7 conservative economic lies

And how to counter them, by Robert Reich. The lies are as follows. See the link and video for the counters.

Tuesday, October 11, 2011

Zizek on Wall Street

Slavoj Zizek spoke at the Occupy Wall Street rally 10/9/11. Following are a few excerpts:

"They tell you we are dreamers. The true dreamers are those who think things can go on indefinitely the way they are. We are not dreamers. We are awakening from a dream which is tuning into a nightmare. We are not destroying anything. We are only witnessing how the system is destroying itself.

"We are not communists. If communism means the system which collapsed in 1990, remember that today those communists are the most efficient ruthless capitalists. In China today we have capitalism which is even more dynamic than your American capitalism but doesn’t need democracy. Which means when you criticize capitalism, don’t allow yourselves to be blackmailed that you are against democracy. The marriage between democracy and capitalism is over.

Monday, October 10, 2011

Clueless conservatives on occupy Wall Street

It's fun to watch conservatives squirm about this growing phenomenon, for it challenges their denial to its greedy and inhumane core. This fine article by Douglass Rushkoff gets it: Think Occupy Wall St. Is a Phase? You Don't Get It. Also see this clip from Real Time with Bill Maher. P. J. O'Rourke is flummoxed by those dirty hippies with their bongo drums when Alan Grayson sets him straight in under a minute. It is ludicrous to claim that this is pitting Americans against fellow Americans. It is 99% of Americans asking that the 1% of criminal Americans be held accountable for their crimes.

Saturday, October 8, 2011

Mereology without assholons, aka infinitive lemniscations

Here are some excerpts from pp. 7 – 8 of the ongoing IPS thread on object oriented ontology. We brought up Bryant's The Democracy of Objects as well as his article “The time of the object.”


I'm very much enjoying Bryant's article and learning a new twist (fold?) in my infinitive lemniscations. As one quick example, this comment on differance:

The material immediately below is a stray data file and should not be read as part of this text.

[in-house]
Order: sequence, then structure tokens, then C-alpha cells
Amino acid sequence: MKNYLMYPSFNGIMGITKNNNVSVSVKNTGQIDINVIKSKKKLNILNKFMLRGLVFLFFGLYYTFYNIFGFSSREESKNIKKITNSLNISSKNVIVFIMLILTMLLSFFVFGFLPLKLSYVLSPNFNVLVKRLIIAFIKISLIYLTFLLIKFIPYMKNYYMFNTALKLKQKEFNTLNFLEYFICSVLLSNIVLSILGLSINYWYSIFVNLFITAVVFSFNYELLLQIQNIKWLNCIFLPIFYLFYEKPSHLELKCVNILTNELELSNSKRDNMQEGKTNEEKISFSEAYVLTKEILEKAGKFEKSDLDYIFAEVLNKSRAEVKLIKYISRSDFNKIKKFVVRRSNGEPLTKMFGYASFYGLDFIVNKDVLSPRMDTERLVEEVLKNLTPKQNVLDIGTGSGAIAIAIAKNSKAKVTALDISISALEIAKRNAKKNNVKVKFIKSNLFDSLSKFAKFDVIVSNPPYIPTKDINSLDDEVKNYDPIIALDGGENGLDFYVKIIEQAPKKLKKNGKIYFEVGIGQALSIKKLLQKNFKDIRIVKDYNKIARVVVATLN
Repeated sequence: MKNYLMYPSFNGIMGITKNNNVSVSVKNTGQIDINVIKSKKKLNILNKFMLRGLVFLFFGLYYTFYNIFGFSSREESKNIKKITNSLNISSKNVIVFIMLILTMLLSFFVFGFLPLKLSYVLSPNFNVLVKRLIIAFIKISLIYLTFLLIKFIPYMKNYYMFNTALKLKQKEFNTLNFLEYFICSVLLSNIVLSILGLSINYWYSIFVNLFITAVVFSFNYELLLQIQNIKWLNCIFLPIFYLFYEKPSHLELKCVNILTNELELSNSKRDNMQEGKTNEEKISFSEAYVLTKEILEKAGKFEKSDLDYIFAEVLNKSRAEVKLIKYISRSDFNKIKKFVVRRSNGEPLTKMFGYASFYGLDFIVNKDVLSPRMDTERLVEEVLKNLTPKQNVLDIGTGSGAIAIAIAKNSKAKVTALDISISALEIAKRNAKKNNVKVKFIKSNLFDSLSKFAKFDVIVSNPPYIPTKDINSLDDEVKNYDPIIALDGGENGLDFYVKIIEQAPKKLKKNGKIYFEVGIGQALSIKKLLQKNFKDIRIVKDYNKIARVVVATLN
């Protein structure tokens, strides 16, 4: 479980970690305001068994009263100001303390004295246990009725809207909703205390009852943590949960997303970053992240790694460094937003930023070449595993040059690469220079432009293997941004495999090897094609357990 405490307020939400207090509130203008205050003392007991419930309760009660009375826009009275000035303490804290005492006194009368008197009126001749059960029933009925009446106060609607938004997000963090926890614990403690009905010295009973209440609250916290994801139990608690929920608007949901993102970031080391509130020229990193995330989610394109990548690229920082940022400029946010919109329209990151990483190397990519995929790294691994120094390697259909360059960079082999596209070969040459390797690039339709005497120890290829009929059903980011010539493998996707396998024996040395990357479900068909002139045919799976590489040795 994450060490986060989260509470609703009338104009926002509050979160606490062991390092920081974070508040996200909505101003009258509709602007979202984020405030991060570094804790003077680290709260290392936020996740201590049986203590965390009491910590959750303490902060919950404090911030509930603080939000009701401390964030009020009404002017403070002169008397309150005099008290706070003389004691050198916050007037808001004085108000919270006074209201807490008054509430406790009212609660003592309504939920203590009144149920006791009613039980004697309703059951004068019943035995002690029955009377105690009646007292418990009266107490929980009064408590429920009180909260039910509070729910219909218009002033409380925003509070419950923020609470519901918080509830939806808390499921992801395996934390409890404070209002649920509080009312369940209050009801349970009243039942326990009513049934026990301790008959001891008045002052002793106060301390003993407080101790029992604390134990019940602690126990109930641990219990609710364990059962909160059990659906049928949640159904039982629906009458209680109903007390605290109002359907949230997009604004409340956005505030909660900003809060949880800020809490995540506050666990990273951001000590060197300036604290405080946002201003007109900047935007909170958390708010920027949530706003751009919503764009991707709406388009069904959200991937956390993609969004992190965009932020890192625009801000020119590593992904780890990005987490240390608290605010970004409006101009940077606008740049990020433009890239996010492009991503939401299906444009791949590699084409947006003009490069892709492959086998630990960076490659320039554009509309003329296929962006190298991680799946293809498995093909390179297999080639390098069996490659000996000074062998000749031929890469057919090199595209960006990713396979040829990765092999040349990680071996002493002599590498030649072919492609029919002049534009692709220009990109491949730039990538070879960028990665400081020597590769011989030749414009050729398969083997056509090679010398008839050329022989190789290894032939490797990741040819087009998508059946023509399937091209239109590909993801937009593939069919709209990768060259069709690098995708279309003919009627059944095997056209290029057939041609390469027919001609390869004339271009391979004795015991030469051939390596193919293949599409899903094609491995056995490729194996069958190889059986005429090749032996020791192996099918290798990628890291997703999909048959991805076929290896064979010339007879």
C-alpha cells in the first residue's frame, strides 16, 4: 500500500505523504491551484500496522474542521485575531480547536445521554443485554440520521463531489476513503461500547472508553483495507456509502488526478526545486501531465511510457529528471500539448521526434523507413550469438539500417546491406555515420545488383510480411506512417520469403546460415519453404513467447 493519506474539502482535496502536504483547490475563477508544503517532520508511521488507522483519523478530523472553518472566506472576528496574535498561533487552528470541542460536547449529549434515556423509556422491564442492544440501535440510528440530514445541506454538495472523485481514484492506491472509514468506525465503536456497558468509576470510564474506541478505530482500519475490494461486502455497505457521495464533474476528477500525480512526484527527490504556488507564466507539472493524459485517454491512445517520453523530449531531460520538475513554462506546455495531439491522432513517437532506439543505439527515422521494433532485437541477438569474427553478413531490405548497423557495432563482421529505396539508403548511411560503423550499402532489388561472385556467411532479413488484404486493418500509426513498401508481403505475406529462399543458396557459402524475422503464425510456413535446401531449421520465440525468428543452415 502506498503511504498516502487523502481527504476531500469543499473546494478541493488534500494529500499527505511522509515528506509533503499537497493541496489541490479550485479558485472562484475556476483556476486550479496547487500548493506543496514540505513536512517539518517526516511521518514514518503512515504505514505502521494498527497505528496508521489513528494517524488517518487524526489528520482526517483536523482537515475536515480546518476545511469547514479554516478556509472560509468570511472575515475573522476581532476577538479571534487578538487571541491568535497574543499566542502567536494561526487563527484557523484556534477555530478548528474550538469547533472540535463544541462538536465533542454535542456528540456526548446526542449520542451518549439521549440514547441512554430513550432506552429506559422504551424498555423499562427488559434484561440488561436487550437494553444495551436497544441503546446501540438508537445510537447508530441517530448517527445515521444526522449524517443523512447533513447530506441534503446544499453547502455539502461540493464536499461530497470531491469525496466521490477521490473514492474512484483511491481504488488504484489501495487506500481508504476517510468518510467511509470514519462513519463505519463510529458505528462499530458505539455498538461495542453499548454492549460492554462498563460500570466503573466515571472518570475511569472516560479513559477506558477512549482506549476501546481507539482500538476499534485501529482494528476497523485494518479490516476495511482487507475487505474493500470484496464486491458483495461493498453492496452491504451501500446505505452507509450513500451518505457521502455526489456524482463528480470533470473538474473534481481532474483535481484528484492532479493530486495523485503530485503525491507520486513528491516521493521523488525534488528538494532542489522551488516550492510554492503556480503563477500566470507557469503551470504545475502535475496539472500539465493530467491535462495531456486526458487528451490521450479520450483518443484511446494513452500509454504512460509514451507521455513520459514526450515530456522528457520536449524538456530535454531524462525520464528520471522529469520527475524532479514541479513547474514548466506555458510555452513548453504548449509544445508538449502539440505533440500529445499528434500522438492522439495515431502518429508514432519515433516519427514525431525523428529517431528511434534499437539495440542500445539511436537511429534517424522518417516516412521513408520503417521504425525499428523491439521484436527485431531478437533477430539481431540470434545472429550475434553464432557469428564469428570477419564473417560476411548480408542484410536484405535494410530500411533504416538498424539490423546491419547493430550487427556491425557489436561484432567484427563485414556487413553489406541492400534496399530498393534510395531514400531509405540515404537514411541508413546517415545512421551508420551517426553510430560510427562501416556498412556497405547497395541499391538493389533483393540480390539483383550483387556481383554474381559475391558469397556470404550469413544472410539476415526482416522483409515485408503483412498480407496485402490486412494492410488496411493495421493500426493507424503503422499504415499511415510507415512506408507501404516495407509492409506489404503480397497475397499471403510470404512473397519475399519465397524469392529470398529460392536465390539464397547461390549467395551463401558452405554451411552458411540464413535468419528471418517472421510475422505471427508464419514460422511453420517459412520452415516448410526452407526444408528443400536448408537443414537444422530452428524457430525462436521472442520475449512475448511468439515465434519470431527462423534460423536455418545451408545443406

"Différance is a non-concept that both makes an argument...and performs and enacts the argument it is making" (6).

As usual I play with language, make up words or use them in a different way in an attempt, much like one of my mentors, to "both make an argument...and perform and enact the argument it is making."
Here is a dictionary definition of infinitive:

Thursday, October 6, 2011

Occupy Austin

You may have heard of or seen what's happening on Wall Street ( It's now also happening in Austin ( Please pass the word, thanks.

Wednesday, October 5, 2011

Declaration from Occupy Wall Street

Oct. 1 the NY General Assembly of Occupy Wall Street issued the following statement:

As we gather together in solidarity to express a feeling of mass injustice, we must not lose sight of what brought us together. We write so that all people who feel wronged by the corporate forces of the world can know that we are your allies.

As one people, united, we acknowledge the reality: that the future of the human race requires the cooperation of its members; that our system must protect our rights, and upon corruption of that system, it is up to the individuals to protect their own rights, and those of their neighbors; that a democratic government derives its just power from the people, but corporations do not seek consent to extract wealth from the people and the Earth; and that no true democracy is attainable when the process is determined by economic power. We come to you at a time when corporations, which place profit over people, self-interest over justice, and oppression over equality, run our governments. We have peaceably assembled here, as is our right, to let these facts be known.

Tuesday, October 4, 2011

Jeffrey Sachs on the economy

Economist Jeffrey Sachs has a couple new posts of interest at the Huff Post. The first is a response to Congressman Paul Ryan’s critical review of Sachs’ new book, The Price of Civilization. Ryan claims Sachs has un-American values, meaning "the ideals of individual liberty" without "an intrusive, unlimited government." Sachs rips Ryan a new assholon by arguing that democracy is the prime American value, and what Ryan proposes is counter to that democracy. In Ryan’s eyes protecting the environment, regulating the criminal behavior of banks, promoting science, having a fair tax system and limiting the power of corporations is “unlimited government.”

Saturday, October 1, 2011

Say no to immunity for Wall Street

On 8/25/11 I blogged on Matt Taibbi's story on the bullshit deal the US Attorney General is trying to ram through with the States Attorneys General to give amnesty to the banks from any future prosecution, among other things. Fight back by signing this petition to your State Attorney General asking them to not sign on to this travesty. If these bankers are guilty of criminal conduct they should be prosecuted and punished just like any other criminal. Giving them amnesty enables them to keep on raping our economy and destroying our lives for their own enrichment.